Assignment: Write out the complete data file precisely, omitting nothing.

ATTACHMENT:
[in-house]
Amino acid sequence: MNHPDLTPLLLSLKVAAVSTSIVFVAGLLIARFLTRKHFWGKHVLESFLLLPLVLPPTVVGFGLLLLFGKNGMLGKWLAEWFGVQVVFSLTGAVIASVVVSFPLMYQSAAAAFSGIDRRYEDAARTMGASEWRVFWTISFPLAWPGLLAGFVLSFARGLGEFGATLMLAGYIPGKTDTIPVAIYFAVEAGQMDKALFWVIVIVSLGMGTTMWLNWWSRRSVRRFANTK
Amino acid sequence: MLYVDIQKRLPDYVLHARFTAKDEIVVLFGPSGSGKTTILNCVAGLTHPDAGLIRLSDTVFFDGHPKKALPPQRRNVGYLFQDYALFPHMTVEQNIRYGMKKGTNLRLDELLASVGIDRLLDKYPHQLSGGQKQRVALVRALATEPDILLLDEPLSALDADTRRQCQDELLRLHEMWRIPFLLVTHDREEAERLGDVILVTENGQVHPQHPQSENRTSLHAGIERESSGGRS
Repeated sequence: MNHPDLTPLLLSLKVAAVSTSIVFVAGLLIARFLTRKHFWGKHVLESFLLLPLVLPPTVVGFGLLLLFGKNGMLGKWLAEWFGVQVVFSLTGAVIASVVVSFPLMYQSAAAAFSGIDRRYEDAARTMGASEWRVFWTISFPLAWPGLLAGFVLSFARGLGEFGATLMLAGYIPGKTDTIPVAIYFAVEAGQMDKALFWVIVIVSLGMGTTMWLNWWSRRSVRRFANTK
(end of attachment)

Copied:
[in-house]
Amino acid sequence: MNHPDLTPLLLSLKVAAVSTSIVFVAGLLIARFLTRKHFWGKHVLESFLLLPLVLPPTVVGFGLLLLFGKNGMLGKWLAEWFGVQVVFSLTGAVIASVVVSFPLMYQSAAAAFSGIDRRYEDAARTMGASEWRVFWTISFPLAWPGLLAGFVLSFARGLGEFGATLMLAGYIPGKTDTIPVAIYFAVEAGQMDKALFWVIVIVSLGMGTTMWLNWWSRRSVRRFANTK
Amino acid sequence: MLYVDIQKRLPDYVLHARFTAKDEIVVLFGPSGSGKTTILNCVAGLTHPDAGLIRLSDTVFFDGHPKKALPPQRRNVGYLFQDYALFPHMTVEQNIRYGMKKGTNLRLDELLASVGIDRLLDKYPHQLSGGQKQRVALVRALATEPDILLLDEPLSALDADTRRQCQDELLRLHEMWRIPFLLVTHDREEAERLGDVILVTENGQVHPQHPQSENRTSLHAGIERESSGGRS
Repeated sequence: MNHPDLTPLLLSLKVAAVSTSIVFVAGLLIARFLTRKHFWGKHVLESFLLLPLVLPPTVVGFGLLLLFGKNGMLGKWLAEWFGVQVVFSLTGAVIASVVVSFPLMYQSAAAAFSGIDRRYEDAARTMGASEWRVFWTISFPLAWPGLLAGFVLSFARGLGEFGATLMLAGYIPGKTDTIPVAIYFAVEAGQMDKALFWVIVIVSLGMGTTMWLNWWSRRSVRRFANTK